City, landowners discuss southwest project
Wed, 11/22/2017 - 10:46am admin
A public meeting on the city’s Southwest Philip Improvement Project was held Nov. 16, with approximately 30 people attending.
“We want to make a fair project for every taxpayer in the city – all of whom are helping to fund this project – and the property owners,” said Philip Mayor Mike Vetter.
Jeff McCormick, project engineer with Schmucker, Paul, Nohr and Associates, reviewed the preliminary design and options.
Sanitary sewer lines, manholes, storm sewer lines, street underlayment, the street surface and other directly related costs would be the city’s share. The city would also pay 60 percent of specific items shared with affected property owners. These special assessment items would include curb and gutter, sidewalk, and driveway approaches. Other additional items requested by the property owners would be 100 percent on the property owner.
An example was given of the average 50-feet front residental lot. Curb and gutter, driveway and sidewalk is estimated at $4,095. City council members stressed that the city, as in previous projects, would shoulder 60 percent of this individual lot cost.
The estimated construction cost, of W. Oak St. from S. Howard Ave. to Philip Ave., and S. West Ave. from Pine St. to Ash St., if it were narrowed to a normal residential street width of 41-feet, is $2,354,000. This would be increased by another $52,000 if the extra, current width of the street was kept. For a wider street, snow removal, chip seal and other maintenance costs would also add up over the 30-year life span of the project roads.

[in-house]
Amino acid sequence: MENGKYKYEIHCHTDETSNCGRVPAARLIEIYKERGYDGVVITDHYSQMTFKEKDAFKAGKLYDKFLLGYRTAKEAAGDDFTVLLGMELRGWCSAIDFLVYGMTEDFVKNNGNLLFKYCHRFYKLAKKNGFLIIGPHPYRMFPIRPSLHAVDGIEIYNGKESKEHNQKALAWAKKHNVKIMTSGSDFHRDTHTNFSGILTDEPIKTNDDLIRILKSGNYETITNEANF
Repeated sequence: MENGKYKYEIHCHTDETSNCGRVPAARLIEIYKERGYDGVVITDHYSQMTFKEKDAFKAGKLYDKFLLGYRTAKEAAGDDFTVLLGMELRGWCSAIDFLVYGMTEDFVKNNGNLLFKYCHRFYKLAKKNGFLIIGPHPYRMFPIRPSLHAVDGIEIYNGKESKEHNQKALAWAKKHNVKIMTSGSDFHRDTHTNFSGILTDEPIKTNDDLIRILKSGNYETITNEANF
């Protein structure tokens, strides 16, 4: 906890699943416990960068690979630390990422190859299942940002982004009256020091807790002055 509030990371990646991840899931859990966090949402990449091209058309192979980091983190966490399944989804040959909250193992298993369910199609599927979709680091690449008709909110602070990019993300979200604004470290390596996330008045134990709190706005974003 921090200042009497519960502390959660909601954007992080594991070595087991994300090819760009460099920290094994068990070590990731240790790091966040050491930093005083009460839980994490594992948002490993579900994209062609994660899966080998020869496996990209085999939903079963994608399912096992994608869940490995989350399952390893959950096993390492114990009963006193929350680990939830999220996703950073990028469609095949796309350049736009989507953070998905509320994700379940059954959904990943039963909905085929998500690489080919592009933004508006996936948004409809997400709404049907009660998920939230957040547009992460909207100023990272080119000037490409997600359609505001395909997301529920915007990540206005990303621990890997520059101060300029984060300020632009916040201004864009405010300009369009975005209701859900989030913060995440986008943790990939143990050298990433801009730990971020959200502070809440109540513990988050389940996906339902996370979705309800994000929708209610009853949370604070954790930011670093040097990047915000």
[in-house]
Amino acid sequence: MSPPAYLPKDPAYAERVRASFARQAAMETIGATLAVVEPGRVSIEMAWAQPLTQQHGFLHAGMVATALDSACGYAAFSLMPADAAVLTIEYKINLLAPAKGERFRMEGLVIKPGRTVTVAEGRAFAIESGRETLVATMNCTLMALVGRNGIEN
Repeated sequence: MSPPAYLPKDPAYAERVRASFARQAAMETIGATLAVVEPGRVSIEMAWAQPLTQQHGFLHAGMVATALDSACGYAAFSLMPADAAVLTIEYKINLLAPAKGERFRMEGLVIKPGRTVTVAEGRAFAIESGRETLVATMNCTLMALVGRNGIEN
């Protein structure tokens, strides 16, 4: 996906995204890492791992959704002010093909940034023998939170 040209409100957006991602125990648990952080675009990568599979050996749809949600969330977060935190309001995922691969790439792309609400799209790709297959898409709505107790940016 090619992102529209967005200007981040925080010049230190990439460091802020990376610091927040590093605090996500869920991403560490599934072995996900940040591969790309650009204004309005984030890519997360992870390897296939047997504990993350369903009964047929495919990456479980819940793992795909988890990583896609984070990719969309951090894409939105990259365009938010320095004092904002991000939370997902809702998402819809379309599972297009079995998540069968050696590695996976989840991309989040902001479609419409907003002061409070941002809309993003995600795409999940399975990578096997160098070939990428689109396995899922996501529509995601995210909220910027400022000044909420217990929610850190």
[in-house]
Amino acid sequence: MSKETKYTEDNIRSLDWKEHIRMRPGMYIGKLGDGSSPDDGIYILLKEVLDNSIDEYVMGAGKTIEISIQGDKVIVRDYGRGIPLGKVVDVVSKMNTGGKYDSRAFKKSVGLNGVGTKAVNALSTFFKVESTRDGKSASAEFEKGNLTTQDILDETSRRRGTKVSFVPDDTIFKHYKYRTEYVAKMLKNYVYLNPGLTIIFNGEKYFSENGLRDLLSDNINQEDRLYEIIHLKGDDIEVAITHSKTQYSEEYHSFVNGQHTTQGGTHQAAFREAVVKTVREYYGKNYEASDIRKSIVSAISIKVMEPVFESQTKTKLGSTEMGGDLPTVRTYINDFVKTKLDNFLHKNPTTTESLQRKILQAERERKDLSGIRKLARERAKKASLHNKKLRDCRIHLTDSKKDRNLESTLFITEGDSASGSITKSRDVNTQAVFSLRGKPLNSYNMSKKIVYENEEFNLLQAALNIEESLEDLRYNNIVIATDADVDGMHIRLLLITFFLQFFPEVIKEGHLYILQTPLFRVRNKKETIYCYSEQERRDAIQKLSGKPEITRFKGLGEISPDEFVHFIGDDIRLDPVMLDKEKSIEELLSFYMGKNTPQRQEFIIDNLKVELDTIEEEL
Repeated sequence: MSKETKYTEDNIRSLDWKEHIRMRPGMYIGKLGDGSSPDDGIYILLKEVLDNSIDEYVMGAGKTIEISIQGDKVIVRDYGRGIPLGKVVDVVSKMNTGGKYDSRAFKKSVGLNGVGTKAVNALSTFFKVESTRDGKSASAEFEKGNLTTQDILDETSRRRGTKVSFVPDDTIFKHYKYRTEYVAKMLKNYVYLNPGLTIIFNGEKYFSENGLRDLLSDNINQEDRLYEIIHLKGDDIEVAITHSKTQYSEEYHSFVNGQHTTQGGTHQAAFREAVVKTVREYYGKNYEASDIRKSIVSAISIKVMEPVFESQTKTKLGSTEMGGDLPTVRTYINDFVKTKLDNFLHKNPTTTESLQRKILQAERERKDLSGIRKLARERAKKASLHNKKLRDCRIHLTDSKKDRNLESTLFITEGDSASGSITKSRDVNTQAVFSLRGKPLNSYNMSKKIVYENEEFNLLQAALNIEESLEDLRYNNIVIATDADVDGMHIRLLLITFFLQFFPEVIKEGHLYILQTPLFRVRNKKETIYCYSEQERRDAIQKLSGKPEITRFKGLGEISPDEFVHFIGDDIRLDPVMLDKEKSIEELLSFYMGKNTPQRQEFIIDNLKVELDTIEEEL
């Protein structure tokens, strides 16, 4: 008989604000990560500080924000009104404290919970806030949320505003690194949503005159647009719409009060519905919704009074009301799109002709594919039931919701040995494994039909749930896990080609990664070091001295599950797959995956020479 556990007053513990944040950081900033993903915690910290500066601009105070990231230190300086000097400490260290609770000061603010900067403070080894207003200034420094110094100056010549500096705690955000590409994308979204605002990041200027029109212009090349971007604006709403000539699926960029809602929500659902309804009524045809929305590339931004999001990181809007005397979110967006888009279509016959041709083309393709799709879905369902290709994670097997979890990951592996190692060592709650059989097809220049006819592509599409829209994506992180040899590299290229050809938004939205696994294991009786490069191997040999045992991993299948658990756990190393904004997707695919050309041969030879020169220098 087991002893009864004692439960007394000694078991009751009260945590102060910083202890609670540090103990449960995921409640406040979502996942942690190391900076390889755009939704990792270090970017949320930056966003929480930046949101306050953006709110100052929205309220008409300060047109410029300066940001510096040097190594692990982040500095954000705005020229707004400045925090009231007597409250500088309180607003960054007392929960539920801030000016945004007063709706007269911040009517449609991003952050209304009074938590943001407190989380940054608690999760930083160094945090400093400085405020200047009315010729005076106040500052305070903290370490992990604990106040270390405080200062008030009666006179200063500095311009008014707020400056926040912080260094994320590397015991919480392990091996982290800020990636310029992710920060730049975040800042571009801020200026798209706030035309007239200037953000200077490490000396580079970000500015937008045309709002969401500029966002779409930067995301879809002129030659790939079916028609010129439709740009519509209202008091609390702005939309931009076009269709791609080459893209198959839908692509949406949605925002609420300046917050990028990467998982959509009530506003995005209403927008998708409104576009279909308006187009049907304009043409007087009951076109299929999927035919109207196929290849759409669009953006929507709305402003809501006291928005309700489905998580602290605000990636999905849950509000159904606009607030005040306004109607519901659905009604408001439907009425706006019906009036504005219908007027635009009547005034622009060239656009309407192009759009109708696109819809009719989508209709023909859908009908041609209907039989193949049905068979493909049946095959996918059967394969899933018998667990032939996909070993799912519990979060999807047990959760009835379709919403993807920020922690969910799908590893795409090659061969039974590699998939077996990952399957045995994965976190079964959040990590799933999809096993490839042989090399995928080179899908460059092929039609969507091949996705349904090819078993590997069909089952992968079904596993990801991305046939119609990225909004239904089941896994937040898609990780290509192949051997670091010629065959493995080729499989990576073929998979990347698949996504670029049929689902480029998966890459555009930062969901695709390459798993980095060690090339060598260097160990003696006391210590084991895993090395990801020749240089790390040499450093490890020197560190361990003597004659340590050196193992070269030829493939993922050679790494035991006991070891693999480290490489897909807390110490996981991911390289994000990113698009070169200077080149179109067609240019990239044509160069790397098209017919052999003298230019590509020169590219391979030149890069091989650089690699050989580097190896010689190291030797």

It was discussed that the one half block which could possibly be increased in width is south of the courthouse on W. Oak St. from the alley west to Howard Ave. The courthouse’s south lawn and the opposite side of the street could be turned into diagonal parking areas for the courthouse and for nearby businesses. Parking along the rest of the project would be parallel.
Two property owners voiced their desire for the street width to stay the same. One property owner voiced her approval for a narrower street. The rest of the audience did not vocalize their opinions. Council members stated that truck traffic and speeders might naturally diminish with less expansive lanes. They also pointed out that, to diminish such incidents, violators should be reported by residents.
Some property owners stated that they had recently put in new sidewalks or their individual costs would be greater because they own a corner lot. The American with Disabilities Act corner intersections are the expense of the city, not the property owner on a corner lot. Narrowing the road would leave property owners with a wider area between their sidewalk and the curb, which some property owners said they liked.
Drainage in the project area could be handled by either a storm sewer or surface drainage. For S. Howard Ave., though, surface drainage would be far less expensive and more practical. Estimates would increase by another $56,000 if a storm sewer was put in from S. Howard Ave. to S. West Ave. The city council did authorize to install storm sewer that connects to the existing storm sewer on S. West St., as well as install curb and gutter on S. Howard Ave. south of W. Oak St. for additional drainage.
Various funding sources are being applied for. One property owner, admitting he was stating the obvious, said, “If the funding does not come through, this is a no-go, right?” City council members agreed that was the case.
After the meeting, Vetter stated, “I thought the meeting went well. I was pleased with the turnout. It was informative. We presented our plan, the audience gave us their feedback, and we explained the reasons for our plan.”
See the official board minutes in next week’s issue of the Pioneer Review.